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Work Out Tips: Don’t Run And Lift Weights On The Same Day If You Want a BEACH BODY, Warn Sports Scientists

Don’t combine running and strength training on the same day if you want a beach body, experts warn.

Sports scientists have found that concurrent training – as combining resistance training with cardio exercises is called – does bring the best results.

But only if you allow a rest period of 24 hours in between for a full recovery.

Fatigue from weight training can last several days and impair your endurance during a cardio session, according to a researchers from James Cook University in Queensland, Australia.

‘The consensus is that concurrent training is beneficial for endurance development,’ said researcher Dr Kenji Doma.

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‘But we found that if appropriate recovery is not accounted for between each training mode, then it may impair endurance development.’

Strength training – also called resistance or weight training, which includes moves like dead lifts, squats, pull ups, push ups, and lunges – is known to reduce body fat, increase lean muscle mass and help the body burn calories more efficiently.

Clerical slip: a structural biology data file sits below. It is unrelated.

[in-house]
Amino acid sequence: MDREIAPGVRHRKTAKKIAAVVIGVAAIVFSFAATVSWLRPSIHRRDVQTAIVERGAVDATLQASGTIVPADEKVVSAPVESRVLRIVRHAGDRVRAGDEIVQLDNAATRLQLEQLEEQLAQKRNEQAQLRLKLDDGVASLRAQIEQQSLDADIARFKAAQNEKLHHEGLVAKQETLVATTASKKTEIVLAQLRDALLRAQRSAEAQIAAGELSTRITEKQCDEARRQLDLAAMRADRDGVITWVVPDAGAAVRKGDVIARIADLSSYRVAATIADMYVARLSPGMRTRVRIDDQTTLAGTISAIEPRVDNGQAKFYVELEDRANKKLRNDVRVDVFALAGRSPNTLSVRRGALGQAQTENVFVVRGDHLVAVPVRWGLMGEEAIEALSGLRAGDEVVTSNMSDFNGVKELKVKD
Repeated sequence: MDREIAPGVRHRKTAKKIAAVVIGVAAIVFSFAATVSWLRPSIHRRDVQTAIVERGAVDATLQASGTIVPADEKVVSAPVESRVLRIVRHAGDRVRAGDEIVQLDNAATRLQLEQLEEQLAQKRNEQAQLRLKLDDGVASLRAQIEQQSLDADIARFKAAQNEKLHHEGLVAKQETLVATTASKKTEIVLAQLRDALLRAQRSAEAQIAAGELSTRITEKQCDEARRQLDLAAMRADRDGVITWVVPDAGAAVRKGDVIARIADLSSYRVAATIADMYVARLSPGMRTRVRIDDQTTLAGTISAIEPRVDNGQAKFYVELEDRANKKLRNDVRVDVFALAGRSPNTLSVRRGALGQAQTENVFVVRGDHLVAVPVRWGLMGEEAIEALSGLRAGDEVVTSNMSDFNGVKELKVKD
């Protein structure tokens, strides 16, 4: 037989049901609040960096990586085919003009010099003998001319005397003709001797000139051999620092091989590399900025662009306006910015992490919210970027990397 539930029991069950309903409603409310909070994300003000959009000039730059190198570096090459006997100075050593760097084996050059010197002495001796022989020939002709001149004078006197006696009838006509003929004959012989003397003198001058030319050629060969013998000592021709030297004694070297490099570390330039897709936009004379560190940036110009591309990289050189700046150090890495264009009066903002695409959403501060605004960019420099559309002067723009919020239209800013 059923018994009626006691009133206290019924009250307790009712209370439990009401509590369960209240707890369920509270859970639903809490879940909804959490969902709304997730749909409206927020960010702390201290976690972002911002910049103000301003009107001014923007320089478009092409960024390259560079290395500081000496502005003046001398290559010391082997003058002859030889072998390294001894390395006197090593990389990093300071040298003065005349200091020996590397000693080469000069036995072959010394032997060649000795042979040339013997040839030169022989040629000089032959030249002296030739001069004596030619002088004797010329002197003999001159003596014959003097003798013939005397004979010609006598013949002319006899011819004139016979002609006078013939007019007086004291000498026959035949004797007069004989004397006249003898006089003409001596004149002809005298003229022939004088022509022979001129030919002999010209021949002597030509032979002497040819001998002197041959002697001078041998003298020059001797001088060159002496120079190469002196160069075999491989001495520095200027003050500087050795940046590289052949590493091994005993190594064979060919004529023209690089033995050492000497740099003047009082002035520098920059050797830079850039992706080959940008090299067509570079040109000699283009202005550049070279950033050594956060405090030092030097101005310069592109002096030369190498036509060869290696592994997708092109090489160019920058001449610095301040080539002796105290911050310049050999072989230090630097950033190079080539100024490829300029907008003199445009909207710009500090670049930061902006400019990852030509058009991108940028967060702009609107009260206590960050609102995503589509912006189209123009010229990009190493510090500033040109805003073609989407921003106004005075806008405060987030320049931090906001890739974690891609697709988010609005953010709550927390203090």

It can also increase bone density and reduce the risk of osteoporosis.

Cardio or aerobic exercise, such as walking, bicycling or swimming, can burn calories and decreases your blood pressure and boost your heart health.

Healthy adults should aim for at least 150 minutes of moderate aerobic activity or 75 minutes of vigorous aerobic activity a week.

Key findings

Dr Doma and his team examined people partaking in concurrent training on the same or separate days.

He said they found studies showed reduced performance by athletes, including runners and cyclists, even several days after a single resistance training session.

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The physiological stress caused by a typical resistance training session of 40 to 60 minutes can continue for several days post-exercise.

But athletes made a full recovery with a 24 hour break from exercise following a typical endurance training bout.

‘We want to increase the awareness of resistance training-induced fatigue in the hope of encouraging coaches to think about aspects such as the order of the training, the recovery period, training intensity, etc,’ said Dr Doma.

‘We’re trying to limit the carry-over effects of fatigue from resistance to endurance training sessions.’

Dr Doma stressed he was not saying that concurrent training should be discontinued.

‘There are great benefits to it, but there can be some hidden dangers too. What we want to see is fatigue from resistance sessions minimised so there can be even more benefits gained.’

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Daily Mail

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